Minister for tourism, Martin Ferguson (pictured) and the minister assisting on tourism, Nick Sherry, have welcomed the “significant progress” made in advancing the National Long-Term Tourism Strategy at the Tourism Ministers Council meeting in Canberra.
“The meeting was very constructive with ministers reaching agreement on a number of key outcomes, pieces of work and stringent timelines that move us to the next stage of the National Long-Term Tourism Strategy. Ministers signed off on the first stage of the strategy in which evidence has been gathered to drive policy change across all levels of government,” Mr Ferguson said.
“By doing this we are moving closer to the goals of Tourism 2020 that are shared by ministers and industry.”
A significant outcome of the meeting was the release of the National Online Tourism Strategy. This strategy is designed to enhance the online capability of the Australian tourism industry to promote and distribute their tourism product online.
“Advancing the tourism industry’s technological ability is a priority of the strategy,” Mr Ferguson said. “Australian tourism businesses have to keep up with leading-edge technology to maintain their competitiveness.”
Mr Sherry, said one of the greatest challenges facing businesses is that although nine out of ten are connected to the Internet, only about a third are using it effectively to their benefit. “This is an area where governments, through this strategy, can really make a difference,” senator Sherry. “Tourism Research Australia data shows that more and more tourists are using the internet as a source of information and to make bookings. It is vital to growth in the sector that tourism businesses capitalise on the National Broadband Network.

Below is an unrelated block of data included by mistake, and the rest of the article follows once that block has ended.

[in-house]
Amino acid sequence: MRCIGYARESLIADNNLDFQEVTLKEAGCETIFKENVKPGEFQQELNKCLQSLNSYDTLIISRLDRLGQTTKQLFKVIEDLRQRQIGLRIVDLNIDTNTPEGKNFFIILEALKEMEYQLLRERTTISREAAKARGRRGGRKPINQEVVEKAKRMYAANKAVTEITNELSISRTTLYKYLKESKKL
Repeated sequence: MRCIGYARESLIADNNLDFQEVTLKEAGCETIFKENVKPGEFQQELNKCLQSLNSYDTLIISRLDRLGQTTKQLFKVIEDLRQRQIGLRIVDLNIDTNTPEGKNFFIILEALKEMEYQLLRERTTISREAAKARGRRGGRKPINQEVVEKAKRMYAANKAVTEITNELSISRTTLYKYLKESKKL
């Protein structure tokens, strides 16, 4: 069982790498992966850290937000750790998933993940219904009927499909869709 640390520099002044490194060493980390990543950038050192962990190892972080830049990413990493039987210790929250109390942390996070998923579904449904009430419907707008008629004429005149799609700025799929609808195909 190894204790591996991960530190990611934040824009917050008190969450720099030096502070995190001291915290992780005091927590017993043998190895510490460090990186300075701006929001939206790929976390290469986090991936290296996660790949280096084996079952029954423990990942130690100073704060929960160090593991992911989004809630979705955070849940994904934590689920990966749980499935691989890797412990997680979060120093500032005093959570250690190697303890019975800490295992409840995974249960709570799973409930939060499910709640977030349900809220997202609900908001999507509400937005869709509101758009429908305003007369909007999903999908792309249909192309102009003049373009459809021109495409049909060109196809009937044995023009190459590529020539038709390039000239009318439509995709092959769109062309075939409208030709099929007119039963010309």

“The NBN will make it possible for Australian companies to deliver more sophisticated techniques, marketing and content on their websites – to potential overseas and domestic customers.”
A number of reports and policy actions were agreed by the federal, state and territory minsters to address the labour and skills, regulatory, investment and online capability issues facing the tourism sector.
Key outcomes included:
• the nomination of eight “hot spots” – one in each state and territory – to trial measures aimed at closing labour and skills gaps in the tourism industry;
• agreement to harmonise recognition of responsible service of alcohol certificates;
• endorsement of the National Tourism Incident Communication Plan; and
• agreement to publicly release a number of key reports and fact sheets and research on investment barriers and climate change programs.
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